And if you see the opportunity to discourage such behavior in other guys, whether it’s taking a moment to give a guy a clue or being ready to physically block something that is getting out of hand, please do.
There is something odd about Canadian sitcoms, in that they can feel quite legitimate, like something made for a minor network in the US, but you don’t hear about them until suddenly, bam, there’s whole seasons of them. That was really the impact of Corner Gas, a show well worth watching. At the moment, I’m Netflixing through the couple dozen episodes of Todd & The Book Of Pure Evil, which is basically early-Buffy-as-a-sitcom. Not a dare-not-miss-this series, but if that sounds like a good idea to you, it’s watchable.
Anyone notice their marriage shattering apart last week? Me neither
Today, same-sex marriage becomes legally available in New Zealand. Well, not today today; it’s already tomorrow in New Zealand, and tomorrow is the today I mean. And while there certainly is some grousing there, and church groups trying to figure out what they’re going to do, well, as I said, it’s already tomorrow there, so we know that the world doesn’t end today.
Earlier this month, two more US states started licensing same-sex marriages. Minnesota! Rhode Island! Did I forget to celebrate them on my blog? Prob’ly. Most people actually living in those states probably didn’t even blink about it on the day it happened. The oceans did not rise up and take them. Heterosexuality did not lose its appeal.
The U.S. military now recognizes that not only does it have gay men and women in their ranks, but that some of them have spouses, who need support just as any military spouse does. Our forces are no less at the ready for it.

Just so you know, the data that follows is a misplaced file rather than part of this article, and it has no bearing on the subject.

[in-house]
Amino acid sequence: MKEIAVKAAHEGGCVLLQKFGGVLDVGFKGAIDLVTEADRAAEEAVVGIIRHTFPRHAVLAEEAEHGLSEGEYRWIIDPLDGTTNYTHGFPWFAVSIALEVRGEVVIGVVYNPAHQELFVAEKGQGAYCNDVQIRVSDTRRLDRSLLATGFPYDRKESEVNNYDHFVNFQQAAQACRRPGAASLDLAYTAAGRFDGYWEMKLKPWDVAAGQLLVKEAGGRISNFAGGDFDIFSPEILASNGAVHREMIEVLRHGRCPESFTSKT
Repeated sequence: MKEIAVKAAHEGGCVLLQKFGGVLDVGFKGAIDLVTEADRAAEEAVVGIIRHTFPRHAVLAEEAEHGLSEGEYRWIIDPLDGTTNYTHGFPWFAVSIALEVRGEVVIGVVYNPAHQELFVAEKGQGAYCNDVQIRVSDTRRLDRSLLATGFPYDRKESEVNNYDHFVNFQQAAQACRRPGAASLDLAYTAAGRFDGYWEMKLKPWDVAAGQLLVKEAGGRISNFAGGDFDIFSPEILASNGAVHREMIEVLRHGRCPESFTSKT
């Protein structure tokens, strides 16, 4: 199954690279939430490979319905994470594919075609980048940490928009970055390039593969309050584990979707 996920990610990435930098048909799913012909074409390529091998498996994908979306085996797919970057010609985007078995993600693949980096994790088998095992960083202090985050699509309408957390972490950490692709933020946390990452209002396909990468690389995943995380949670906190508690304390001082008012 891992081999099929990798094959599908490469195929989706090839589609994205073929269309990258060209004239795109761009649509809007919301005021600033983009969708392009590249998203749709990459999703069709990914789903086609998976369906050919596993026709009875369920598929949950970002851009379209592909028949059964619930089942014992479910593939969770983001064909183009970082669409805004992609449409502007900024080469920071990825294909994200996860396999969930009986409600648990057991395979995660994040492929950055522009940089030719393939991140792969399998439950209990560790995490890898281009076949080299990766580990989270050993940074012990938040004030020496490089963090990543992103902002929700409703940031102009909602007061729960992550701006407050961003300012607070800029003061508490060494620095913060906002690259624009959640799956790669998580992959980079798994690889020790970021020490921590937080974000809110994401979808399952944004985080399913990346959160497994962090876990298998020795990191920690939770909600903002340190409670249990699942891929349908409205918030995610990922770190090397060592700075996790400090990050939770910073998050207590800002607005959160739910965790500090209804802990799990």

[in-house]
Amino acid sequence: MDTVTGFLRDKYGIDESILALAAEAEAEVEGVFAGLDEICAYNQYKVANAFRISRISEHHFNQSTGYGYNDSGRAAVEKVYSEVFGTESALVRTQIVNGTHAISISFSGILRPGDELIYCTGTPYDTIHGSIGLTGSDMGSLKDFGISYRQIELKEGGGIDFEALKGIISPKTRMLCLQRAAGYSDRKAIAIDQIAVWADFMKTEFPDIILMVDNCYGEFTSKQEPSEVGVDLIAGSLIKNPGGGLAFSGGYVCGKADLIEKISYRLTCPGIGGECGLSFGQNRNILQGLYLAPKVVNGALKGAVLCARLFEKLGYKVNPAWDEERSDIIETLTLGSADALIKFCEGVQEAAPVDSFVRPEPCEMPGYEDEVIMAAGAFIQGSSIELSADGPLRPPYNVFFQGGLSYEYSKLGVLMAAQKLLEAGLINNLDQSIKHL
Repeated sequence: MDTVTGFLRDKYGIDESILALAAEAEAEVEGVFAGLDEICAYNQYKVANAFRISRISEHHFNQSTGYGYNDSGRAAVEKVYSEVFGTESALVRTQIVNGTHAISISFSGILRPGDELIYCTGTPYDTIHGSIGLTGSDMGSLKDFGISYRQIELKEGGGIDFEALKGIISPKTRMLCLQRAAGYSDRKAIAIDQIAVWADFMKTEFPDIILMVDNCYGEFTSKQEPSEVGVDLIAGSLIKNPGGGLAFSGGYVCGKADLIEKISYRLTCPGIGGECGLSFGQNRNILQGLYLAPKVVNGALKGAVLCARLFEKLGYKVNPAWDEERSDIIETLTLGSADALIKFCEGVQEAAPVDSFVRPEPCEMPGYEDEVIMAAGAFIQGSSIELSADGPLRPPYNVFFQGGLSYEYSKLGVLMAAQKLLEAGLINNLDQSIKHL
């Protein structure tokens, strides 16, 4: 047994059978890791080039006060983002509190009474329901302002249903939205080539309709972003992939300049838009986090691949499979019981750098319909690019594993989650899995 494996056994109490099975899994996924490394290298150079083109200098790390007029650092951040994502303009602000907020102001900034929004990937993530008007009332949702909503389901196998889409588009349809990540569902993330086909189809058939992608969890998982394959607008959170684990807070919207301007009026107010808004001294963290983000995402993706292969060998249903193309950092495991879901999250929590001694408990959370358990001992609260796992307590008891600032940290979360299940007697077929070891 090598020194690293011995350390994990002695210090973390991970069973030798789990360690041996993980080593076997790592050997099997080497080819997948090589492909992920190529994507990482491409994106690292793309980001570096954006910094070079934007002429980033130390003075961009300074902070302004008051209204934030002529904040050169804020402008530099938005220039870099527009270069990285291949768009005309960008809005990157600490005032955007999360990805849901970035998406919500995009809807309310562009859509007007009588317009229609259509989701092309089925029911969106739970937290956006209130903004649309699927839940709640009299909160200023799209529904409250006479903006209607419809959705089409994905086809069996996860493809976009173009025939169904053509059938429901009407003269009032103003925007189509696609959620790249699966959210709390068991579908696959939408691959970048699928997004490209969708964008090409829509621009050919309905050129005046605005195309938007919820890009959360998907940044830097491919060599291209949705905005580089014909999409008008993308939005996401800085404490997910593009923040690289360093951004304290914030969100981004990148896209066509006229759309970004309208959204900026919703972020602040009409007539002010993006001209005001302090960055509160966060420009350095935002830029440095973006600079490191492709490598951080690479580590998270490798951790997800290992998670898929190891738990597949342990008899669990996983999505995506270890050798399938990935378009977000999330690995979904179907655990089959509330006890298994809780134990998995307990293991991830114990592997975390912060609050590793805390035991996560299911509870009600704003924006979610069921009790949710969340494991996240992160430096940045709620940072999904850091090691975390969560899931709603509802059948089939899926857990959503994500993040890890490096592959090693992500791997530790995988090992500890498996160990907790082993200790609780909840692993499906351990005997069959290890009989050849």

The shrill voices that were warning what would happen if this sort of thing were to elbow its way into our lives, our churches, our classrooms… well, some of them are still the same shrill voices, now inaccurately predicting yesterday, but they are playing to ever more empty halls.
In the time of the way things have changed, historically, this is lightning. Those who got on this train got on a bullet train. And I cannot help to wonder: what change can we make next like this?
Tried out for a play… not because I expect to get a role, mainly because I like auditions. The show is Noises Off, a fine show (and the movie adaptation of it is quite good), but one without a lot of cast options. If you read through the character descriptions, because of the varying age of the characters, there’s really only one possible role for each actor. For me, it was Lloyd, director of the play-within-the-play (Michael Caine in the movie). The part is not a bad fit for me; the character is loud and frustrated, which are two things within my repertoire. I delivered a reasonable-for-an-audition performance (I think), but there was one other guy tonight who gave at least as good, and this was the third night of auditions, so this was not going to be my role.
But during the last set of readings, they were swapping people in willy-nilly, and for a while swapped me in on a character that I had not applied for: Selsdon, an actor. The character had five lines in the part I read through…. and for four of them, I got laughs. At times large laughs, coming from the director and his assistants. And things hadn’t been getting laughs in this crowd, particularly not Selsdon lines.
So why does this weird me out? Because the Selsdon character is supposed to be two to three decades older than I am. I really didn’t think that I’m ready to pass for decrepit. (In the movie, it was played by 70 year old Denholm Elliott, in his last film.)
I’m watching an episode of Goodwin Games with scenes with series regular Scott Foley talking to guest star Dave Foley. Had to look it up to make sure they weren’t related. Dave’s full name? David Scott Foley. Oh, the laughs they must’ve had on set! (Foley-comma-Dave’s exit line is brilliant.)